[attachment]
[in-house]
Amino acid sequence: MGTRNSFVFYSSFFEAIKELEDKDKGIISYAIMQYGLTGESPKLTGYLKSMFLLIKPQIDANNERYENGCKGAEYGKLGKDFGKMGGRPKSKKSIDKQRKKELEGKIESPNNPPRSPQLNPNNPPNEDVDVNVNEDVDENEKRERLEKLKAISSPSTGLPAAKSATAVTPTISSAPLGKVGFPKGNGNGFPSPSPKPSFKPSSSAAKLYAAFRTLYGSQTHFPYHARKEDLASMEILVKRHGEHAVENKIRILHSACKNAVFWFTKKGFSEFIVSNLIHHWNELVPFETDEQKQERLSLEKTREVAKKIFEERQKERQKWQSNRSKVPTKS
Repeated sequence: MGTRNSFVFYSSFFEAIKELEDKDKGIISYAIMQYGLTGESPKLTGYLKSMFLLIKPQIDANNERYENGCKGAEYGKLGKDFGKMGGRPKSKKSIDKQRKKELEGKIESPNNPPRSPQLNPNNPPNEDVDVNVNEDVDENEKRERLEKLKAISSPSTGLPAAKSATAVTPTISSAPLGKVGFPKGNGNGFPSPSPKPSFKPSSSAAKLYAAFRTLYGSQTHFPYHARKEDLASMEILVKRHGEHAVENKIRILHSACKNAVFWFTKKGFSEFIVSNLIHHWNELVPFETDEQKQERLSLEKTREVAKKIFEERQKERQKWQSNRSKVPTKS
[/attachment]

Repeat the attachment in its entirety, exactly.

[in-house]
Amino acid sequence: MGTRNSFVFYSSFFEAIKELEDKDKGIISYAIMQYGLTGESPKLTGYLKSMFLLIKPQIDANNERYENGCKGAEYGKLGKDFGKMGGRPKSKKSIDKQRKKELEGKIESPNNPPRSPQLNPNNPPNEDVDVNVNEDVDENEKRERLEKLKAISSPSTGLPAAKSATAVTPTISSAPLGKVGFPKGNGNGFPSPSPKPSFKPSSSAAKLYAAFRTLYGSQTHFPYHARKEDLASMEILVKRHGEHAVENKIRILHSACKNAVFWFTKKGFSEFIVSNLIHHWNELVPFETDEQKQERLSLEKTREVAKKIFEERQKERQKWQSNRSKVPTKS
Repeated sequence: MGTRNSFVFYSSFFEAIKELEDKDKGIISYAIMQYGLTGESPKLTGYLKSMFLLIKPQIDANNERYENGCKGAEYGKLGKDFGKMGGRPKSKKSIDKQRKKELEGKIESPNNPPRSPQLNPNNPPNEDVDVNVNEDVDENEKRERLEKLKAISSPSTGLPAAKSATAVTPTISSAPLGKVGFPKGNGNGFPSPSPKPSFKPSSSAAKLYAAFRTLYGSQTHFPYHARKEDLASMEILVKRHGEHAVENKIRILHSACKNAVFWFTKKGFSEFIVSNLIHHWNELVPFETDEQKQERLSLEKTREVAKKIFEERQKERQKWQSNRSKVPTKS